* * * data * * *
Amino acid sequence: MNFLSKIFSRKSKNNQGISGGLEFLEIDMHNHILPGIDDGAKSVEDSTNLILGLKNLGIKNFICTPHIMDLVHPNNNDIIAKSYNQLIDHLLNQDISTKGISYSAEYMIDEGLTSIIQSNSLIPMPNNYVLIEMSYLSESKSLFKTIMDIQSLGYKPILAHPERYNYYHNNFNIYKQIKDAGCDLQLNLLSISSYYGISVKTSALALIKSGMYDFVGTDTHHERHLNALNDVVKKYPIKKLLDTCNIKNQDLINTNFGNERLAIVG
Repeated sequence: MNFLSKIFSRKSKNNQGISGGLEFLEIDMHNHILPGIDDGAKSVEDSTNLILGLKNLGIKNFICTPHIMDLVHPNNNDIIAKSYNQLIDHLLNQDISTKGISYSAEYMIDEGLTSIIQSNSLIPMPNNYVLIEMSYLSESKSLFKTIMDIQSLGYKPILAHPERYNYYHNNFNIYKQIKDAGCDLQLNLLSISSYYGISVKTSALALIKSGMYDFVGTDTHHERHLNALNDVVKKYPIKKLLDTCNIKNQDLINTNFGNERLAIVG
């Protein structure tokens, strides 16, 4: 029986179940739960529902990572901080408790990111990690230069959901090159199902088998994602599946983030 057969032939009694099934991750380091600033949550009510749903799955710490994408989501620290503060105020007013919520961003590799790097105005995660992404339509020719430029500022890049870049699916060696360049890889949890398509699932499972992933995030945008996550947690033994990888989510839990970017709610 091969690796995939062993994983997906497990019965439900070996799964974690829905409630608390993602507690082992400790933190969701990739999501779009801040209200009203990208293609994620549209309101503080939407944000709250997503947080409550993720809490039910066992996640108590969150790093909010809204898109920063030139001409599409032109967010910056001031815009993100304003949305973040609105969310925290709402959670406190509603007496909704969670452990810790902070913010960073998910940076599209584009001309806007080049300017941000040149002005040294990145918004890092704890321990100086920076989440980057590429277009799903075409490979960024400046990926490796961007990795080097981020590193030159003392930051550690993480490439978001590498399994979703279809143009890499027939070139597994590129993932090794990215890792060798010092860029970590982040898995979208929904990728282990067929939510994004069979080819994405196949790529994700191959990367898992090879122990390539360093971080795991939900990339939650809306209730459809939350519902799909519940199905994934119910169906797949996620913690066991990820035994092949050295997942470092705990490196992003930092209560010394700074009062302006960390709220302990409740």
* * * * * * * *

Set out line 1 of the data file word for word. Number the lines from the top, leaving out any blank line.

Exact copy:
Amino acid sequence: MNFLSKIFSRKSKNNQGISGGLEFLEIDMHNHILPGIDDGAKSVEDSTNLILGLKNLGIKNFICTPHIMDLVHPNNNDIIAKSYNQLIDHLLNQDISTKGISYSAEYMIDEGLTSIIQSNSLIPMPNNYVLIEMSYLSESKSLFKTIMDIQSLGYKPILAHPERYNYYHNNFNIYKQIKDAGCDLQLNLLSISSYYGISVKTSALALIKSGMYDFVGTDTHHERHLNALNDVVKKYPIKKLLDTCNIKNQDLINTNFGNERLAIVG